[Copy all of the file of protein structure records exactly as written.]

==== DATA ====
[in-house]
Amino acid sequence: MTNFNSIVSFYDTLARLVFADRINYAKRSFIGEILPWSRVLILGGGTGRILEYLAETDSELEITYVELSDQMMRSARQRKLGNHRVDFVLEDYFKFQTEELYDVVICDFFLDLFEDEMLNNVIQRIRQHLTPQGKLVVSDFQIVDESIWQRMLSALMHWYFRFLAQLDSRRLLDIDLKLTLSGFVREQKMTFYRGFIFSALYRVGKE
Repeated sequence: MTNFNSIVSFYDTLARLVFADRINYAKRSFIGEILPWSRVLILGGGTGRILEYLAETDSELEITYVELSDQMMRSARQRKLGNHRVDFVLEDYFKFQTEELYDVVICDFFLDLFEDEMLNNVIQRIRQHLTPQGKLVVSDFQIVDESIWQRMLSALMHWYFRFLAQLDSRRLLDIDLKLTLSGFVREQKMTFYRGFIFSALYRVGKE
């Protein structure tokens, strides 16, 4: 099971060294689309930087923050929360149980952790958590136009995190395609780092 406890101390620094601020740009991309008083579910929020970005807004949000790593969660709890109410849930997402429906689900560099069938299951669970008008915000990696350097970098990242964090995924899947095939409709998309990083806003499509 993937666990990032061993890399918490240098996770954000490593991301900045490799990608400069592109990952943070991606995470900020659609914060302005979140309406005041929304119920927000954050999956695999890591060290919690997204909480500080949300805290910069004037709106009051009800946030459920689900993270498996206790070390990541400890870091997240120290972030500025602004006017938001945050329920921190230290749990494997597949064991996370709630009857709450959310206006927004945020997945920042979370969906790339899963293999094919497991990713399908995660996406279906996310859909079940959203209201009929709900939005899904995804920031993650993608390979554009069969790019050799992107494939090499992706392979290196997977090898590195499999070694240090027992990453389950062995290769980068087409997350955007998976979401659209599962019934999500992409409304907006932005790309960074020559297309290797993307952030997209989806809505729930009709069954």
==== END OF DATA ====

[in-house]
Amino acid sequence: MTNFNSIVSFYDTLARLVFADRINYAKRSFIGEILPWSRVLILGGGTGRILEYLAETDSELEITYVELSDQMMRSARQRKLGNHRVDFVLEDYFKFQTEELYDVVICDFFLDLFEDEMLNNVIQRIRQHLTPQGKLVVSDFQIVDESIWQRMLSALMHWYFRFLAQLDSRRLLDIDLKLTLSGFVREQKMTFYRGFIFSALYRVGKE
Repeated sequence: MTNFNSIVSFYDTLARLVFADRINYAKRSFIGEILPWSRVLILGGGTGRILEYLAETDSELEITYVELSDQMMRSARQRKLGNHRVDFVLEDYFKFQTEELYDVVICDFFLDLFEDEMLNNVIQRIRQHLTPQGKLVVSDFQIVDESIWQRMLSALMHWYFRFLAQLDSRRLLDIDLKLTLSGFVREQKMTFYRGFIFSALYRVGKE
């Protein structure tokens, strides 16, 4: 099971060294689309930087923050929360149980952790958590136009995190395609780092 406890101390620094601020740009991309008083579910929020970005807004949000790593969660709890109410849930997402429906689900560099069938299951669970008008915000990696350097970098990242964090995924899947095939409709998309990083806003499509 993937666990990032061993890399918490240098996770954000490593991301900045490799990608400069592109990952943070991606995470900020659609914060302005979140309406005041929304119920927000954050999956695999890591060290919690997204909480500080949300805290910069004037709106009051009800946030459920689900993270498996206790070390990541400890870091997240120290972030500025602004006017938001945050329920921190230290749990494997597949064991996370709630009857709450959310206006927004945020997945920042979370969906790339899963293999094919497991990713399908995660996406279906996310859909079940959203209201009929709900939005899904995804920031993650993608390979554009069969790019050799992107494939090499992706392979290196997977090898590195499999070694240090027992990453389950062995290769980068087409997350955007998976979401659209599962019934999500992409409304907006932005790309960074020559297309290797993307952030997209989806809505729930009709069954």